Longevity expert shares the exercise she does to live longer and prevent her body from ‘aging rapidly’

Recat’s Olivia for CNBC Make It

Stress fitness is a way of exercising the body with short periods of stress. Studies show that it can improve the health and regenerative life of your cells, instead of slowly depleting them.

Compare drinking coffee all day with tasting a single espresso. The first is not so good for you and probably leaves you anxious and nervous; the latter has beneficial effects on mood and health.

Stress is the same way. You don’t want to be stressed all day, but you want to take short, intense “hits” of it that will kick-start your body’s recovery process and train it to be more resilient to future stress.

I like to do my fitness exercises in the morning a few times a week, or at least once a week. Here are two to choose from:

1. High Intensity Interval Training (HIIT)

Complete a cycle of high-intensity interval training, which takes about seven minutes. You can choose as many as you want from the following list, but keep it simple to get started:

  • Push ups
  • Plank
  • side plank
  • Star Jumps
  • High knees
  • Jump rope
  • mountaineers
  • Skipped lunges
  • jump squat
  • burpees

Recat’s Olivia for CNBC Make It

Do each exercise for 30 seconds, followed by 10 seconds of rest. Repeat until the seven minutes are up.

Find your edge of intensity with speed where you feel some discomfort or struggle. Welcome discomfort and difficulty as part of the experience — don’t fight against them.

If you haven’t been active in a while, start with something accessible like slow to brisk walking.

2. Turn the dial cold

Studies have shown that taking a quick cold shower can reduce inflammation, increase longevity, and improve your metabolism.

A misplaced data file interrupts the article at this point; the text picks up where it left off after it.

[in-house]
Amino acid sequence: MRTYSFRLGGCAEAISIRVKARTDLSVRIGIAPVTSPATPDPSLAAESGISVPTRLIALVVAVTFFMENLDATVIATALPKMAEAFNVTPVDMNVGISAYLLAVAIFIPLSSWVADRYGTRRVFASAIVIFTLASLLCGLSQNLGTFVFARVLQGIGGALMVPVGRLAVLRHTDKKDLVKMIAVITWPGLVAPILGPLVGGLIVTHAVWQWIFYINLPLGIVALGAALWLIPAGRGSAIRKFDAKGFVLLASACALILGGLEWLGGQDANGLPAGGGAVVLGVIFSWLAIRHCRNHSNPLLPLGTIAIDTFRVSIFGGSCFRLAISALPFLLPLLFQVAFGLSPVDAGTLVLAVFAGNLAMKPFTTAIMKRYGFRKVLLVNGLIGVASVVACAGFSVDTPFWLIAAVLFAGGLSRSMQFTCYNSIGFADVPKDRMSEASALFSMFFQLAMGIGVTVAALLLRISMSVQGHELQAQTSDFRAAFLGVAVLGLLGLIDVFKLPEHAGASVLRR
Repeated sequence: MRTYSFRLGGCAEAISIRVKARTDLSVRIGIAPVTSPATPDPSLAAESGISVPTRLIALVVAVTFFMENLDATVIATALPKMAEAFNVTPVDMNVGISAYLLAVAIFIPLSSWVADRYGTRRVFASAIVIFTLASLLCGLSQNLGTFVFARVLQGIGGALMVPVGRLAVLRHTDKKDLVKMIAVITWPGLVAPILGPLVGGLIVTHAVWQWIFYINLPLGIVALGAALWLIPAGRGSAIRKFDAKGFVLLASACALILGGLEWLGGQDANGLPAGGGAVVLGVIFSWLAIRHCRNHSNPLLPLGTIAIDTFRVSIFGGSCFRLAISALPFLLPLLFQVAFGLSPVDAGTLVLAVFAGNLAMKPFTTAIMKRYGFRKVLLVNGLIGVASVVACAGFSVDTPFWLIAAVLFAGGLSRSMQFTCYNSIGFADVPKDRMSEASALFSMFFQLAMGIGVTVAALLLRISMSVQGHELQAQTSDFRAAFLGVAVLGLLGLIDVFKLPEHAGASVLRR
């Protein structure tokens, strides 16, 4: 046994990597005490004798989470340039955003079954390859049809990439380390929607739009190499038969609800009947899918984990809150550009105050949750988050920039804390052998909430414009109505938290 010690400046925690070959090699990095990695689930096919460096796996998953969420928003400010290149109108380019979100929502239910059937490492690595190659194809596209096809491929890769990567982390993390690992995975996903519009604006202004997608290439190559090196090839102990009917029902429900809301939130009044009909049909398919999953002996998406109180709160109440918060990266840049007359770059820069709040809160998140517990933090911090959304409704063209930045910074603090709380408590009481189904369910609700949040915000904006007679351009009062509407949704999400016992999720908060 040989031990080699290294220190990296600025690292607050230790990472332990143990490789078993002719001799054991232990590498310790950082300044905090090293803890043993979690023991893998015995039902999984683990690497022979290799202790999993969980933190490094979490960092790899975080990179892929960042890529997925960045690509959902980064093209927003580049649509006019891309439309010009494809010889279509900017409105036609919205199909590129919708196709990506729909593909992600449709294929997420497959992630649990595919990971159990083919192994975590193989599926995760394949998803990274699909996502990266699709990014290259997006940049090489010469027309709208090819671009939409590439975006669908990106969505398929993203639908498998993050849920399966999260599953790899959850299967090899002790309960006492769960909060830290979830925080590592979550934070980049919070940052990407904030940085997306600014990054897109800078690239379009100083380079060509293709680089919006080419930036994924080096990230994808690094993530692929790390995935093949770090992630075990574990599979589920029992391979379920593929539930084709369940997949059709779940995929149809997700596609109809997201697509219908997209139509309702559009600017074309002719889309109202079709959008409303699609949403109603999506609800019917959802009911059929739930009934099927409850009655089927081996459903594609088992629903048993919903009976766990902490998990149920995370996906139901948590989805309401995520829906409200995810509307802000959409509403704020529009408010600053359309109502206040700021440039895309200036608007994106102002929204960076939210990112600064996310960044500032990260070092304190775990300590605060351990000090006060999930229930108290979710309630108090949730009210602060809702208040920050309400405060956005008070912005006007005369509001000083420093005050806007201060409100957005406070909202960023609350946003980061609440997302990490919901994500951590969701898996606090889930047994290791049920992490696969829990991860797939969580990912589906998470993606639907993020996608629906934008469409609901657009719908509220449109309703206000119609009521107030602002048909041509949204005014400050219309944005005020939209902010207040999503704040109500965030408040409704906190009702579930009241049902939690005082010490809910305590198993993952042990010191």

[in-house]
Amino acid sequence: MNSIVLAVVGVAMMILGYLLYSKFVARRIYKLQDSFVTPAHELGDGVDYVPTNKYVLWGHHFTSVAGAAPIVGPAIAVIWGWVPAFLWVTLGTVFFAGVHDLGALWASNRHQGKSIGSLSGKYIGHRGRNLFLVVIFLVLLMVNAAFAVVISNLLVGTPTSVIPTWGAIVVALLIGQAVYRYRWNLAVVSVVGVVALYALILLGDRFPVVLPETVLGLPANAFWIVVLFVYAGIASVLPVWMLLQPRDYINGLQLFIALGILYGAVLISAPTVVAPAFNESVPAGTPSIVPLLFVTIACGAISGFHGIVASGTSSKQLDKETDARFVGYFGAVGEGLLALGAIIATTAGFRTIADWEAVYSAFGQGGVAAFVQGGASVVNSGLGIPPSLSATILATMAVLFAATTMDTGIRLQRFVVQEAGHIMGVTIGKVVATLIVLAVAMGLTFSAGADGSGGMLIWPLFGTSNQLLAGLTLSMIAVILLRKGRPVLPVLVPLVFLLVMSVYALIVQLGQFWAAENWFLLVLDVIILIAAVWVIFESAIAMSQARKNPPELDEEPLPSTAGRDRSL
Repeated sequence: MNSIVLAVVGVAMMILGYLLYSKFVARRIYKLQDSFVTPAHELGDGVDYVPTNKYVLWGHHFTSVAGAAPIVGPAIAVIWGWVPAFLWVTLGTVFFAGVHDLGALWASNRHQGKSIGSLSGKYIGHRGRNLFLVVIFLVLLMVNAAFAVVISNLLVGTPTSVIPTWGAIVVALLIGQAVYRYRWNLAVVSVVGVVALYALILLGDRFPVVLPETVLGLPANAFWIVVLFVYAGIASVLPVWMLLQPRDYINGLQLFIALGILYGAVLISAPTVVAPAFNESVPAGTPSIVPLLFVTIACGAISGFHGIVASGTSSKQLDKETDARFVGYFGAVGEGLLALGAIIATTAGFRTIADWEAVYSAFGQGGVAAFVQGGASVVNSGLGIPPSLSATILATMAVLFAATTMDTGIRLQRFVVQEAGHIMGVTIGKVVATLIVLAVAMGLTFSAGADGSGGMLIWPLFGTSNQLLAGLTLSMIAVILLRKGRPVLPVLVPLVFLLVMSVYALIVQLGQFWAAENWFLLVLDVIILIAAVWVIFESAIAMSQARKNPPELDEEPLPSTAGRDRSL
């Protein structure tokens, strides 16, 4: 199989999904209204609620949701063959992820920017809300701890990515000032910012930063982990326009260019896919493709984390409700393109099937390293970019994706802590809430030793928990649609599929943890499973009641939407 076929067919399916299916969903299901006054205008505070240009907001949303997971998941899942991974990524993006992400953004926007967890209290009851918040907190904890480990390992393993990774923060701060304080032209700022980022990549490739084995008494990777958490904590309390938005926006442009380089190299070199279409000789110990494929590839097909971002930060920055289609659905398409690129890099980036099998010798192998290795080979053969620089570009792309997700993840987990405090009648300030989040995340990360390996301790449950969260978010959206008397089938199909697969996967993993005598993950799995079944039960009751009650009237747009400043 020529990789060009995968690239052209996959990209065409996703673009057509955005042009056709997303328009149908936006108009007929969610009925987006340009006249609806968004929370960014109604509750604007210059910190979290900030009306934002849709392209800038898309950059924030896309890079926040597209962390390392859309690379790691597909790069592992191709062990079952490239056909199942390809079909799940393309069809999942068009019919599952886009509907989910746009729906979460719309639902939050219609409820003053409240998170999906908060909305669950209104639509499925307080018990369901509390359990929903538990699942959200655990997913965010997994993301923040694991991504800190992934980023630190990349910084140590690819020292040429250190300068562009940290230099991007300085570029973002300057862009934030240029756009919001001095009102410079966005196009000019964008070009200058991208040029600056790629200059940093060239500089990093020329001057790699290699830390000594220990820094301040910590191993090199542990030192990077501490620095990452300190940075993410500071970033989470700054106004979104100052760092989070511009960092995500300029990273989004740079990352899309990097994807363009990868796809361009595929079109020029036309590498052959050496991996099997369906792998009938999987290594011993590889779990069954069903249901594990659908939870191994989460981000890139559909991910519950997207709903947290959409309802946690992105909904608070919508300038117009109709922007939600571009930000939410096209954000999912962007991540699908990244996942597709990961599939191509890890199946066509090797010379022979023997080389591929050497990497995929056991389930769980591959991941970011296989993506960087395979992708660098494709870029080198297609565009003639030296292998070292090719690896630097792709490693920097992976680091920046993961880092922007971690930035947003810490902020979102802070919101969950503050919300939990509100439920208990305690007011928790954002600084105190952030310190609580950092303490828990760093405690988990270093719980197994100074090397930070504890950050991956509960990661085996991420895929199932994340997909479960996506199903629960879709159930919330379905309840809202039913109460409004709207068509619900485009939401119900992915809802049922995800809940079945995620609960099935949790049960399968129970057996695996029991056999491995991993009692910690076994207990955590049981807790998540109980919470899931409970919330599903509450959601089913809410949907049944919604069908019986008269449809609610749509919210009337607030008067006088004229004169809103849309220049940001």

At the end of a hot shower, turn the dial to cold. Can you stay under the stream for 15-30 seconds? One minute? Push yourself to the limit the same way you would with exercise, then relax. This is the key.

To build resilience, combine the shock of the stress response with a relaxed mind as much as possible.

Bonus workout: heat it up!

Exposure to cold triggers positive stress, as does exposure to heat, under the right circumstances.

Although more research is needed, some studies have found links between sauna baths and reduced risk of cardiovascular problems and inflammation.

Your heart rate increases during sauna use, as if you were doing moderate exercise. If you have access to a sauna at home or at your gym, try sitting in it for 30 minutes.

But be sure to check with your doctor first if you have any serious health conditions.

Elissa Epel, PhD, is a health psychologist and longevity researcher. She is a teacher at University of California, San Francisco and the director of UCSF Center for Aging, Metabolism and Emotions. In his latest book, “The Anti-Stress Prescription”, it distills decades of research into scientific techniques that can help your stress to grow stronger. Follow her on Twitter @Dr_Epel.

Don’t miss:

Want to be smarter and more successful with your money, your job, and your life? Subscribe to our new newsletter here!

Leave a Comment